The Impact of Local Labor Market Conditions on the Demand for Education: Evidence from Indian Casinos
AbstractUsing restricted-use data from the 1990 and 2000 Census long-form, we analyze the impact of local labor market conditions on the demand for education using the economic shock produced by the opening of a new casino on an Indian reservation as the identifying event. Federal legislation in 1988 allowed Indian tribes to open casinos in many states and since then, over 400 casinos have opened, 240 of which have Las Vegas-style games. We demonstrate that the opening of a casino increased the employment and wages of low-skilled workers. Young adults responded by dropping out of high school and reducing college enrollment rates, even though many tribes have generous college tuition subsidy programs.
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Bibliographic InfoPaper provided by Center for Economic Studies, U.S. Census Bureau in its series Working Papers with number 06-14.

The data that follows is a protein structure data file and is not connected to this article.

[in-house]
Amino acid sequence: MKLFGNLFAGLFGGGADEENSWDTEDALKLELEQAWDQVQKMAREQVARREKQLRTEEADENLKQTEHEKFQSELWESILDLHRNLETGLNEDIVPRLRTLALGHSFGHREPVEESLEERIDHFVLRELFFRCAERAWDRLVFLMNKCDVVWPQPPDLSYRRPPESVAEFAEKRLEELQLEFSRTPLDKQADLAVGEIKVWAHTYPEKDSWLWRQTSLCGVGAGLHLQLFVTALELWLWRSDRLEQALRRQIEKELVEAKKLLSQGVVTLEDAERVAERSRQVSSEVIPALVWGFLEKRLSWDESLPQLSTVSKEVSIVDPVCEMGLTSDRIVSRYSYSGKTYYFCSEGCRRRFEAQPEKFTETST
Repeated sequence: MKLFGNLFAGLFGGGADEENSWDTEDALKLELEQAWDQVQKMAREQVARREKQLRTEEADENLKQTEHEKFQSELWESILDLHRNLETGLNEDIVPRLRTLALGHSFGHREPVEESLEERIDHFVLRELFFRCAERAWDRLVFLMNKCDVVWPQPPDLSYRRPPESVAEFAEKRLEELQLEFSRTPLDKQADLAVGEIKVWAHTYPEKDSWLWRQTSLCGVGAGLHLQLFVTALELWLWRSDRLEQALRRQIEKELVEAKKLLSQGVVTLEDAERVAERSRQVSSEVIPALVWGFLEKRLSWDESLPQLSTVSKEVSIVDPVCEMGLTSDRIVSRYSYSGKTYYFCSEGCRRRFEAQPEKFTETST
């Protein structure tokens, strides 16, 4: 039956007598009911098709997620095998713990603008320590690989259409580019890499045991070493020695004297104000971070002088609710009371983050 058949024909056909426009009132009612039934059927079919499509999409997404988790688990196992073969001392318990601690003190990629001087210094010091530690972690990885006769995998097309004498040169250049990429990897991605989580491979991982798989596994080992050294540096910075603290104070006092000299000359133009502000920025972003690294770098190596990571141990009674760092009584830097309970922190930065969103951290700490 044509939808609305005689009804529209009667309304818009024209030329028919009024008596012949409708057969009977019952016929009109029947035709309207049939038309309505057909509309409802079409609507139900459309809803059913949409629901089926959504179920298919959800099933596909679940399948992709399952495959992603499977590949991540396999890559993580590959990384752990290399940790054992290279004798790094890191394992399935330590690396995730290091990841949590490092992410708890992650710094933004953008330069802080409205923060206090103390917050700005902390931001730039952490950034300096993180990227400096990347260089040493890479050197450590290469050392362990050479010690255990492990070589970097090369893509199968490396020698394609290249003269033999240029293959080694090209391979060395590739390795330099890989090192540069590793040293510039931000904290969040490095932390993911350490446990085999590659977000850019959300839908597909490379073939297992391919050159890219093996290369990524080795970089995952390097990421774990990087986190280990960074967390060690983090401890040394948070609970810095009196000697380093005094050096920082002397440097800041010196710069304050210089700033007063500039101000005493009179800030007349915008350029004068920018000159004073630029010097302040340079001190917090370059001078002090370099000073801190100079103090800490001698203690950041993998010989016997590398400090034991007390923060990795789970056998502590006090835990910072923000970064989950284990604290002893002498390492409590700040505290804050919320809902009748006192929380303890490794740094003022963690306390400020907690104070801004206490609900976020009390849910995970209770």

Length: 42 pages
Date of creation: Jun 2006
Date of revision:
This paper has been announced in the following NEP Reports:
- NEP-ALL-2006-07-02 (All new papers)
- NEP-CWA-2006-07-02 (Central & Western Asia)
- NEP-EDU-2006-07-02 (Education)
- NEP-LAB-2006-07-02 (Labour Economics)
- NEP-URE-2006-07-02 (Urban & Real Estate Economics)
Please report citation or reference errors to , or , if you are the registered author of the cited work, log in to your RePEc Author Service profile, click on "citations" and make appropriate adjustments.:
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